Occupy Plans to Occupy the Rose Parade

Posted: Dec 29, 2011 10:21 AM

A segment of Occupy Wall Street protesters applied for a permit to be in the annual Rose Parade on January 2nd. They should be applauded for their application -- it was an uncharacteristic submission to hierarchy. But the people who really deserve applause are the parade officials who rejected their application.

But now the Occupiers, who never take no for an answer, plan to follow behind the police cars that conclude the parade. Officials are aware of this, and an article by Penny Starr of CNS News said:

“They will be allowed, just like any other spectator or any other demonstrator, to fall in at the completion of the parade behind our four police cars that trail the parade,” Riddle [Lt. of the Pasadena Police Department] said. “That doesn’t give them placing, that doesn’t give them a permit – no permit is needed as long as they don’t infringe on other individuals that every year gather in the street and walk.”

The Occupiers plan to make a "human float" -- whatever form that ends up taking, it should be an interesting spectacle.

Unsurprisingly, the Tea Party outclassed the Occupiers in their response. Starr's article states:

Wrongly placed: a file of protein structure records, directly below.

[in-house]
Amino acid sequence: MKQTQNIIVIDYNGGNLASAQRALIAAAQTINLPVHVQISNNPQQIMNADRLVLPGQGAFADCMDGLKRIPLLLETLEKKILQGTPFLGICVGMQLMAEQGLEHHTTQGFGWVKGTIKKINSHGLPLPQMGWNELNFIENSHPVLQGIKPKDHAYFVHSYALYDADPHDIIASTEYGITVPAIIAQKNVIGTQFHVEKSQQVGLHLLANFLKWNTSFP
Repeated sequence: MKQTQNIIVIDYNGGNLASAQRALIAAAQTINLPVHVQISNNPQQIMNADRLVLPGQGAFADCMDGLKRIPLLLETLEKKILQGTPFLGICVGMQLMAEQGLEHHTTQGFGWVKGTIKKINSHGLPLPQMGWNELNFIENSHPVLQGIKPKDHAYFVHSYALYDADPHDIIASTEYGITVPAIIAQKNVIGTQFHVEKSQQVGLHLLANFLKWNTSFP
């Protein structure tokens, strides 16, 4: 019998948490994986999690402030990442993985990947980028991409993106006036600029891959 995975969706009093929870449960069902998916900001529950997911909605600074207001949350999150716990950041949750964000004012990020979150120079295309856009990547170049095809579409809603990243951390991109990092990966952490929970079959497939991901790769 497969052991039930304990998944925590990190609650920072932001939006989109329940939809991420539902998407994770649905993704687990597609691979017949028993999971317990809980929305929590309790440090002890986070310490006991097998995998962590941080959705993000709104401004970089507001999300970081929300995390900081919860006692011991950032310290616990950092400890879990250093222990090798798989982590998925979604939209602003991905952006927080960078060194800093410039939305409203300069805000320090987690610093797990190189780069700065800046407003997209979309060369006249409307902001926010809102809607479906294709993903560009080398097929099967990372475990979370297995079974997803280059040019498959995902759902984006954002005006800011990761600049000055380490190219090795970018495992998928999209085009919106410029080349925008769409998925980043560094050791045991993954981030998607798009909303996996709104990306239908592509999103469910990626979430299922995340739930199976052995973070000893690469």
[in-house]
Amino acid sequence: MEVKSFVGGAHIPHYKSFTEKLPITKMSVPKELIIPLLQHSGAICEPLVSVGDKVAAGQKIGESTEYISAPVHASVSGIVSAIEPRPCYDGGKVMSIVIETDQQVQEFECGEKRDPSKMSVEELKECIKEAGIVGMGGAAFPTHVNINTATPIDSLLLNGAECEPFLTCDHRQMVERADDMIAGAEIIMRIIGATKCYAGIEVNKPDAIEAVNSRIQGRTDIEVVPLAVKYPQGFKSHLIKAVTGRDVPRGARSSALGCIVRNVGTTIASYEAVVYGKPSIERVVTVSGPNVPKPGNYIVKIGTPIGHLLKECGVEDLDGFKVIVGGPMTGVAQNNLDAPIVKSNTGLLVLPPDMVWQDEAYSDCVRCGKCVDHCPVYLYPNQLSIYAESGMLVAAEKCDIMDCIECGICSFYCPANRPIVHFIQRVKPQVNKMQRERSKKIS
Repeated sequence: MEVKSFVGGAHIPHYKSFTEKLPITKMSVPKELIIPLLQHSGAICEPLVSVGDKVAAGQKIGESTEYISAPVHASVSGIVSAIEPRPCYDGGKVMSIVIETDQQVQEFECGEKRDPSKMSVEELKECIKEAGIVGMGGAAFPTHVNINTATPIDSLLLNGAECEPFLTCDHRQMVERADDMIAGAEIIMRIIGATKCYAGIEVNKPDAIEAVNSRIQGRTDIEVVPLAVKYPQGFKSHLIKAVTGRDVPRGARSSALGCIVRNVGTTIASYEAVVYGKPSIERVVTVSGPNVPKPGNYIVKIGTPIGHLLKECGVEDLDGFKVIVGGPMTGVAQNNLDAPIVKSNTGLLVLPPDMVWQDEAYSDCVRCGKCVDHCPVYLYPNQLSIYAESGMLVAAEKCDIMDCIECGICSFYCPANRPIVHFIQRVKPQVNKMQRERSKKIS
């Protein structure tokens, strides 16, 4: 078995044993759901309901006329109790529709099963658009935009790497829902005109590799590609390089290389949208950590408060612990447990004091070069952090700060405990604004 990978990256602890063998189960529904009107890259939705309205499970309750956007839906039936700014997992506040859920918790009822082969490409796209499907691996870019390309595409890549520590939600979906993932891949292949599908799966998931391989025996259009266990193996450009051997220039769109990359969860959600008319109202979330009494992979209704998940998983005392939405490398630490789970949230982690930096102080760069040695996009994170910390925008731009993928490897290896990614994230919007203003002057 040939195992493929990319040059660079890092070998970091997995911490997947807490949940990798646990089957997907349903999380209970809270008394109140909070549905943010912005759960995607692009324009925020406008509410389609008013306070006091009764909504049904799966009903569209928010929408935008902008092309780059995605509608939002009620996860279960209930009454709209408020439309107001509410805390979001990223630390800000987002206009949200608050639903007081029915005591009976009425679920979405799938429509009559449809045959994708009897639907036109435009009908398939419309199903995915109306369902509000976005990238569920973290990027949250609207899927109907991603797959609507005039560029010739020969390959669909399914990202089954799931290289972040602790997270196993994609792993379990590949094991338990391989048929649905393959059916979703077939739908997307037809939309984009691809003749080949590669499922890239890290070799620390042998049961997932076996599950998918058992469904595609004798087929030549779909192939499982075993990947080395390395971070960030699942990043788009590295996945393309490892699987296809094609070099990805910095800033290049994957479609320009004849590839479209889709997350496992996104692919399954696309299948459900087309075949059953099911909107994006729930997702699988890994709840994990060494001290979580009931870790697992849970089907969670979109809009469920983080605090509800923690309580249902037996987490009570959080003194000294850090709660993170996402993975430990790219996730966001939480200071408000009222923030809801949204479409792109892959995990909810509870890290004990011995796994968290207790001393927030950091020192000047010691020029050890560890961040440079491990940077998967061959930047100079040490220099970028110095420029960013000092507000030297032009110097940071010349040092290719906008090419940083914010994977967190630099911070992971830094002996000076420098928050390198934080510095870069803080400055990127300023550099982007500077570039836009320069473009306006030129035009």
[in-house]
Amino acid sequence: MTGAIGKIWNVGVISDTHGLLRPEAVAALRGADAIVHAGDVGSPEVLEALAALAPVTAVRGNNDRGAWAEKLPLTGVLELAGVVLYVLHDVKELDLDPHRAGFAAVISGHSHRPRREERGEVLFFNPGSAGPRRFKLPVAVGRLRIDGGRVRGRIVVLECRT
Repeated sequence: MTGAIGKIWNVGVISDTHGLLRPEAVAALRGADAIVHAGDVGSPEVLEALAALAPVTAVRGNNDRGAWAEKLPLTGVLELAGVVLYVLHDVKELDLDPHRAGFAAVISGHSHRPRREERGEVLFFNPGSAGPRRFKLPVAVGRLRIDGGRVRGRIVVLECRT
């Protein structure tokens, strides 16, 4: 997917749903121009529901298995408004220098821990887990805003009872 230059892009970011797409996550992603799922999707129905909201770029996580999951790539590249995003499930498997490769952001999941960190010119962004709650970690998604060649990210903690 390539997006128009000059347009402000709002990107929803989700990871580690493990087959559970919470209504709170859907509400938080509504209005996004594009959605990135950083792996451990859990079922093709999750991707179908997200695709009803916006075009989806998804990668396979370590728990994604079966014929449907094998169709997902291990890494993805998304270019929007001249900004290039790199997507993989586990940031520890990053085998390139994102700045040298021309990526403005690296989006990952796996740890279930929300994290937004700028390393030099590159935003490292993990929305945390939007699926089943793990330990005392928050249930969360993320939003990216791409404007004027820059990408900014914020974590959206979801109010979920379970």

But Michael Alexander, president and co-founder of the Tea Party Pasadena Patriots and its political action committee, TEAPAC, said he doesn’t think the protestors will have much impact and described the Occupy efforts as a “movement in decline.”

Alexander said his group debated whether to stage a counter-demonstration but it was decided that it was wrong to “politicize” the beloved parade.

“America is entitled to one day without politics, whether it’s the Tea Party, the Democrats, the Republicans or the Occupy people,” Alexander said. “The Rose Parade is our parade and we deeply resent any effort to politicize it.”

“The real demonstration is going to be at the polls in November and at every other election in between,” Alexander said. “That’s where this battle will be fought -- not in petty street theater.”

Written by Mary Crookston